The committee is not looking for perfection. It is looking for good technical and musical ability (as defined in the minds and general standards of the faculty at that institution), responsiveness to teaching, thoroughness of preparation, and a mature attitude and commitment to music study. Auditionees are not rejected because of one or two memory slips or a few wrong notes, unless these indicate a lack of serious preparation and ability. There is nothing you can do to manufacture what the committee wants to see if you don't possess it already. You are responsible only for doing your best; the rest will be seen by the committee, because of their experience as teachers.
How shall I prepare for the audition?
- Make sure to follow the school's repertoire guidelines in choosing what pieces/technical exercises to prepare. If you are not sure, always call and ask.
- Arrange an audition as soon as possible with the procedure prescribed by the institution. Take the initiative!
- Your repertoire should be performance- ready at least two weeks before the audition. If the school requires pieces to be memorized, make sure they are, and that you can start at the major sections when asked. It is a good idea to perform for family and friends (or anyone who makes you "nervous") before the audition so you can work the bugs out of your performance.
- It is a good idea to contact the teachers you want to study with at each institution, if you know who they are, to make sure that they will be able to hear you and to offer any extra information they might find useful.
- Be sure to find out about practice facilities and procedure for the audition/campus visit before you arrive at the school. This includes finding out how you will be notified of the results of the audition.
At the audition:
- Make sure to warm up thoroughly (but don't over-practice!) before the audition.
- Wear suitable clothing. This needn't be terribly formal, but how you dress is a sign of respect for the committee and an indication that you take the audition seriously, like a job interview. Make sure, however, that your clothes are comfortable and do not restrict your physical or emotional performance.
- The committee is in control of the audition; your job is to be polite and obliging and honest, trying to do your best. Most committees will allow you to begin with the piece of your choice, but this may not always be the case.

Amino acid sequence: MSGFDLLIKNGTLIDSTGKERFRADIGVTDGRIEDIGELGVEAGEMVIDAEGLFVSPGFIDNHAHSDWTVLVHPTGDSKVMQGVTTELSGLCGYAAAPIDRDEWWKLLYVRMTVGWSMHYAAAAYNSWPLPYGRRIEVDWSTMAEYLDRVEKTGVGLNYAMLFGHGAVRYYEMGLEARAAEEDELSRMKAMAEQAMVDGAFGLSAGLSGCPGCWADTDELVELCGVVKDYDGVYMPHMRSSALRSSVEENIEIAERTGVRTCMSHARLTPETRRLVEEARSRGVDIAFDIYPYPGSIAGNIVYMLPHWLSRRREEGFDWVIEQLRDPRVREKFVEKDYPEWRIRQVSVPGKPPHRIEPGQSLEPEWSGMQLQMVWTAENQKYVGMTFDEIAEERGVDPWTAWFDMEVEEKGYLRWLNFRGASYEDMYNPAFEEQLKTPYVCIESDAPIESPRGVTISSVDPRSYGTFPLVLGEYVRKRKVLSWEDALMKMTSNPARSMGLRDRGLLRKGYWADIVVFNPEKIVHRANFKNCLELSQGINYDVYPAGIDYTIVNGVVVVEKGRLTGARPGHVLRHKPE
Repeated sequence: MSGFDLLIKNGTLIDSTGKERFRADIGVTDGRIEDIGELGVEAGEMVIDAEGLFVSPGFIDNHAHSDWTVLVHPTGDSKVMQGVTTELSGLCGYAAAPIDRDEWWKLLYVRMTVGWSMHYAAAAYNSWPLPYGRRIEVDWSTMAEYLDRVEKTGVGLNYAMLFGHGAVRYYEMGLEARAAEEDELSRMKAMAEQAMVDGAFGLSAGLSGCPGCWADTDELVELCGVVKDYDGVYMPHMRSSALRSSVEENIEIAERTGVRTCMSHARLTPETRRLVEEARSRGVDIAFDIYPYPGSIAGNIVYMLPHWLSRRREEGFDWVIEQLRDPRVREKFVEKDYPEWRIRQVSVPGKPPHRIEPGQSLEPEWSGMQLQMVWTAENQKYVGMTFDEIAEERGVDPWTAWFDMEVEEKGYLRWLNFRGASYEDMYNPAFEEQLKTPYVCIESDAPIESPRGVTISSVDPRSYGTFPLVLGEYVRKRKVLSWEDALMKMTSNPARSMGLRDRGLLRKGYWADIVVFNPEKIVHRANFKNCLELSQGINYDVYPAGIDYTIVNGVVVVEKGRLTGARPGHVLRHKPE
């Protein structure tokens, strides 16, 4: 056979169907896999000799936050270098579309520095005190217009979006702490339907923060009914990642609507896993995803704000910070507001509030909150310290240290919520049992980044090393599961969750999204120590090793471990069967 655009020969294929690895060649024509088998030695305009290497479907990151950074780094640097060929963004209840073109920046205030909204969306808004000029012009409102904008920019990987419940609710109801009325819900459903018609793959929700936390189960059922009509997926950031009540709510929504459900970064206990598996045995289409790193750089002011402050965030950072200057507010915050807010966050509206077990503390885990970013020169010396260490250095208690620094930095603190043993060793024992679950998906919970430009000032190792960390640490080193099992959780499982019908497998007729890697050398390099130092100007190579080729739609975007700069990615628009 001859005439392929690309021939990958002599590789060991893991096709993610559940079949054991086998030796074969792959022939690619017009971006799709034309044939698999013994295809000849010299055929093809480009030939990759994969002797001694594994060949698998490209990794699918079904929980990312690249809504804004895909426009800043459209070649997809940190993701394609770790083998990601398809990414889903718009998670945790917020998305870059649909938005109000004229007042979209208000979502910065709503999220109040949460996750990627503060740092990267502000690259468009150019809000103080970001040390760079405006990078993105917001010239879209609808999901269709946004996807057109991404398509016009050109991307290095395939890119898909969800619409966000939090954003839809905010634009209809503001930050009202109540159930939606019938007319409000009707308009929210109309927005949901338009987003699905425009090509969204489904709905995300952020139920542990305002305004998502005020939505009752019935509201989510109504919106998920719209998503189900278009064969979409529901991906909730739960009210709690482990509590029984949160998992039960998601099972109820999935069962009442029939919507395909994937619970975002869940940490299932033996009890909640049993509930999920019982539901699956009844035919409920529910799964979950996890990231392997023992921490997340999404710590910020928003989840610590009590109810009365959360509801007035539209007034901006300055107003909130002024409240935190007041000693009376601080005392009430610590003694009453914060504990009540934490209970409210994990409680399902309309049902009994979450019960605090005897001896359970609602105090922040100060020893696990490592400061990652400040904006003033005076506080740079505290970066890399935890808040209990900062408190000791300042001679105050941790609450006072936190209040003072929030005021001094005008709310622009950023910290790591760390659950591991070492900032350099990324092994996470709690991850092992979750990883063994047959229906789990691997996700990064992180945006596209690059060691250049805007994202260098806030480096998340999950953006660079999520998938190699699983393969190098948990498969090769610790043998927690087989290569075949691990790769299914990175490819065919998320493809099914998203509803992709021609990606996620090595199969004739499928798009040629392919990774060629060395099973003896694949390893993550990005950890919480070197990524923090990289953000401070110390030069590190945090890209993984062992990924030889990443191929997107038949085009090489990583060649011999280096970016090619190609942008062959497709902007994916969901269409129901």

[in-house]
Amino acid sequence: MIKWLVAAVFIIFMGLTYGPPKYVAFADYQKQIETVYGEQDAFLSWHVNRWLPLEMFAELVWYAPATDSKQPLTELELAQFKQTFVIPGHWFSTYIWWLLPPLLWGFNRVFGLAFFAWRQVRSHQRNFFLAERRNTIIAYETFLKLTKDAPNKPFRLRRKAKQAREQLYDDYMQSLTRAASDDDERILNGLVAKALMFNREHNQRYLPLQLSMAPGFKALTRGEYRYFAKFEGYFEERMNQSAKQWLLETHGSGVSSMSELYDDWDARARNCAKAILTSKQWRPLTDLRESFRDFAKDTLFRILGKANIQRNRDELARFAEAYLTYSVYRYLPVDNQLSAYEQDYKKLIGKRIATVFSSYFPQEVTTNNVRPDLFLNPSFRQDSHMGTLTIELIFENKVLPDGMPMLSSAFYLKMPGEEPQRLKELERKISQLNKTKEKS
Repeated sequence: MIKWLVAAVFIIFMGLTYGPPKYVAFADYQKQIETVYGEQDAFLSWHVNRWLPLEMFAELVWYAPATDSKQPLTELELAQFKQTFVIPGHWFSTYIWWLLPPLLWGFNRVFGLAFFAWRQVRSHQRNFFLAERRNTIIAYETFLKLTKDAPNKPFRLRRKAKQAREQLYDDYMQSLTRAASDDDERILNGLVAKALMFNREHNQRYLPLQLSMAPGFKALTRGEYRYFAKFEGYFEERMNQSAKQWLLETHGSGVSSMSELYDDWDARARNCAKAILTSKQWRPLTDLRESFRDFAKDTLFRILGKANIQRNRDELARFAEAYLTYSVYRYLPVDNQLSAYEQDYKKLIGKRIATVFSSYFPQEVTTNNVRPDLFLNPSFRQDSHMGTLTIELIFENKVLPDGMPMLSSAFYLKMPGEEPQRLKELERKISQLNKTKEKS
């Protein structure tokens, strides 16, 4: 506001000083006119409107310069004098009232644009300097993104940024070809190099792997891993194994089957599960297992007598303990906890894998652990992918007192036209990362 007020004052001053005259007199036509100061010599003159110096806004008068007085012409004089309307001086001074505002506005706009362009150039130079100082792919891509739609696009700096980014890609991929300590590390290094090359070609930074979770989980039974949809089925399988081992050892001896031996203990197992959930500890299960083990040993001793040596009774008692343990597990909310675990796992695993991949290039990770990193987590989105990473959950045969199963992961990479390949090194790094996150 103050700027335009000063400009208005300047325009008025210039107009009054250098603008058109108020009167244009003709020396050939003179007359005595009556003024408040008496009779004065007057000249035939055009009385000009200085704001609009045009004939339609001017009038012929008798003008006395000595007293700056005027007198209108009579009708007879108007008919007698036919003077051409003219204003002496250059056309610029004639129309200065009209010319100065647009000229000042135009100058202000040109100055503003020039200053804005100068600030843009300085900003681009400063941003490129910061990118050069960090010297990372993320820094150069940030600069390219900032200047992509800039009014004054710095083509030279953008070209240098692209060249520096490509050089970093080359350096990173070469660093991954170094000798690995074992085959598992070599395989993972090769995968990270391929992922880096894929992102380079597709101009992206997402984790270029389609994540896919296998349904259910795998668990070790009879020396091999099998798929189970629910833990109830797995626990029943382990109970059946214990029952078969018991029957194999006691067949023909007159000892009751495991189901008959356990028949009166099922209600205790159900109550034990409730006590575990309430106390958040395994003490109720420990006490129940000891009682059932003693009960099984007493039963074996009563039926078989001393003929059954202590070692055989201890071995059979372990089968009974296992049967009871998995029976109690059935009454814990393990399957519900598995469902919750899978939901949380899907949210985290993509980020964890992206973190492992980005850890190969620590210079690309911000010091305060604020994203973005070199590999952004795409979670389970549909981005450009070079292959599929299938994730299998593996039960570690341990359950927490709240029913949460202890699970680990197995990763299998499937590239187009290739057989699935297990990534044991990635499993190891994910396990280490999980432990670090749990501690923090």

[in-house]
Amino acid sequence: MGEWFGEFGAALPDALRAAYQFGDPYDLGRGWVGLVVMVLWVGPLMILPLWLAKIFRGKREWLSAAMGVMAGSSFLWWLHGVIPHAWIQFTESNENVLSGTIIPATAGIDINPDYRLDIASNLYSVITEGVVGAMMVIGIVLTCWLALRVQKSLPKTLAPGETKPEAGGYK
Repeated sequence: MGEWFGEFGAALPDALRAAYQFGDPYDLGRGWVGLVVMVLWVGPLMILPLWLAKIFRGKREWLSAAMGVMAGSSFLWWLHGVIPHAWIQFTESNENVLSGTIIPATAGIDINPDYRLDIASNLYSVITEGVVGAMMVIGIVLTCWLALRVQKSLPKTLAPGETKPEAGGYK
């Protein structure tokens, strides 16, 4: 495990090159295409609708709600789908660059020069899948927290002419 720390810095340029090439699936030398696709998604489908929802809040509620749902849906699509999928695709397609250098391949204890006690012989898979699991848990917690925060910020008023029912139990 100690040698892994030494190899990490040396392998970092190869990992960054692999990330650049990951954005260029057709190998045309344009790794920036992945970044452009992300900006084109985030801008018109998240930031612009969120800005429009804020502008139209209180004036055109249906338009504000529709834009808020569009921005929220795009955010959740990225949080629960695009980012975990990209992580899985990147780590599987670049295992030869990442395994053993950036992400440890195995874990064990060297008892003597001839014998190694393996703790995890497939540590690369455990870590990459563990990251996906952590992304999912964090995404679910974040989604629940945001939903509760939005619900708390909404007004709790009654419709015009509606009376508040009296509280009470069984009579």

- You may ask questions if the committee has time at the end of the audition, but don't be offended if you do not get this opportunity. Time is limited and most committees need to hear many people. You can always contact the professor with whom you would like to study (or a member of the audition committee) after the auditions have finished.
- Remember that the only thing you are responsible for is that you do your best!
What if I don't get in?
An audition's success or failure is solely dependent on whether or not you are able to present yourself honestly and at your best. Remember that the purpose of an audition is to determine the probability of success in any given institution's music degree programs. Many times an institution will find that an applicant might not be suited for its performance degree, for example, but is exactly suited for the music education major. This should not be taken personally as a rebuff, but as an evaluation of your ability to succeed as a music major at that institution. Other institutions may have different ideas, especially if you gave them a better audition! But an audition at which you performed your best and did not pass for whatever reasons is still a successful audition: the committee was able to find out what it needed to know in order to best advise you in your musical studies.
It is always possible that you might receive a letter denying you admittance to any music degree program. As painful as this is for all concerned (no audition committee ever takes pleasure in rejecting people), you should understand that it is better to find out your prospects at once and be glad for the saving of wasted time and the more intensely painful feelings of failure to complete a degree. And in truth this does not shut you out of music at all! There are many opportunities for music study in college outside degree programs, and there may be ways to a career in the many facets of music without a formal degree at all. You are limited only by your imagination and work ethic.